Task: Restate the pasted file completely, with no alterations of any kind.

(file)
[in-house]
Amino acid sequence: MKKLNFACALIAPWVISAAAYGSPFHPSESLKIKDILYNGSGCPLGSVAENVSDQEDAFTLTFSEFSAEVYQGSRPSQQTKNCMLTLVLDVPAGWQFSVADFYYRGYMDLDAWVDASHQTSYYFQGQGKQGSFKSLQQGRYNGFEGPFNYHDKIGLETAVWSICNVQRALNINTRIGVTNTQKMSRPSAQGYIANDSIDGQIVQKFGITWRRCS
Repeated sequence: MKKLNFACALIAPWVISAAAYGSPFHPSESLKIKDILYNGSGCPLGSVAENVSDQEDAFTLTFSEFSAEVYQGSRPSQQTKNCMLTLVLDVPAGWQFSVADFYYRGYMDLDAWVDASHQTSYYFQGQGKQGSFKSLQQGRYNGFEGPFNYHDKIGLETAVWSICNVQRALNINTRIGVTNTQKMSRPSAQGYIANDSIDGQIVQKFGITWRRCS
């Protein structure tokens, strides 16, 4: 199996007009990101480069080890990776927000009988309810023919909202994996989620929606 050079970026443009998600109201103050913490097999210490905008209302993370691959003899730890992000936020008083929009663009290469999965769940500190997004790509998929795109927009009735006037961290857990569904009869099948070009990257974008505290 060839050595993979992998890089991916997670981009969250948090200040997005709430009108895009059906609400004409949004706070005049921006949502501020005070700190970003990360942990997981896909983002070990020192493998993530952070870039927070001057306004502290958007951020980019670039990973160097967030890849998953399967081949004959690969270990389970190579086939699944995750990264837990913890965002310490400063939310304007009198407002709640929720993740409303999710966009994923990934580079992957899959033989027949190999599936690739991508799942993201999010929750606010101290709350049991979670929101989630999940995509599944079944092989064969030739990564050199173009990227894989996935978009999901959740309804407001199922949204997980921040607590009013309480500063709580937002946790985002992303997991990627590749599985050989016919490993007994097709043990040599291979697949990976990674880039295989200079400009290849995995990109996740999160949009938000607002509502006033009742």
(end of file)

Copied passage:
[in-house]
Amino acid sequence: MKKLNFACALIAPWVISAAAYGSPFHPSESLKIKDILYNGSGCPLGSVAENVSDQEDAFTLTFSEFSAEVYQGSRPSQQTKNCMLTLVLDVPAGWQFSVADFYYRGYMDLDAWVDASHQTSYYFQGQGKQGSFKSLQQGRYNGFEGPFNYHDKIGLETAVWSICNVQRALNINTRIGVTNTQKMSRPSAQGYIANDSIDGQIVQKFGITWRRCS
Repeated sequence: MKKLNFACALIAPWVISAAAYGSPFHPSESLKIKDILYNGSGCPLGSVAENVSDQEDAFTLTFSEFSAEVYQGSRPSQQTKNCMLTLVLDVPAGWQFSVADFYYRGYMDLDAWVDASHQTSYYFQGQGKQGSFKSLQQGRYNGFEGPFNYHDKIGLETAVWSICNVQRALNINTRIGVTNTQKMSRPSAQGYIANDSIDGQIVQKFGITWRRCS
């Protein structure tokens, strides 16, 4: 199996007009990101480069080890990776927000009988309810023919909202994996989620929606 050079970026443009998600109201103050913490097999210490905008209302993370691959003899730890992000936020008083929009663009290469999965769940500190997004790509998929795109927009009735006037961290857990569904009869099948070009990257974008505290 060839050595993979992998890089991916997670981009969250948090200040997005709430009108895009059906609400004409949004706070005049921006949502501020005070700190970003990360942990997981896909983002070990020192493998993530952070870039927070001057306004502290958007951020980019670039990973160097967030890849998953399967081949004959690969270990389970190579086939699944995750990264837990913890965002310490400063939310304007009198407002709640929720993740409303999710966009994923990934580079992957899959033989027949190999599936690739991508799942993201999010929750606010101290709350049991979670929101989630999940995509599944079944092989064969030739990564050199173009990227894989996935978009999901959740309804407001199922949204997980921040607590009013309480500063709580937002946790985002992303997991990627590749599985050989016919490993007994097709043990040599291979697949990976990674880039295989200079400009290849995995990109996740999160949009938000607002509502006033009742």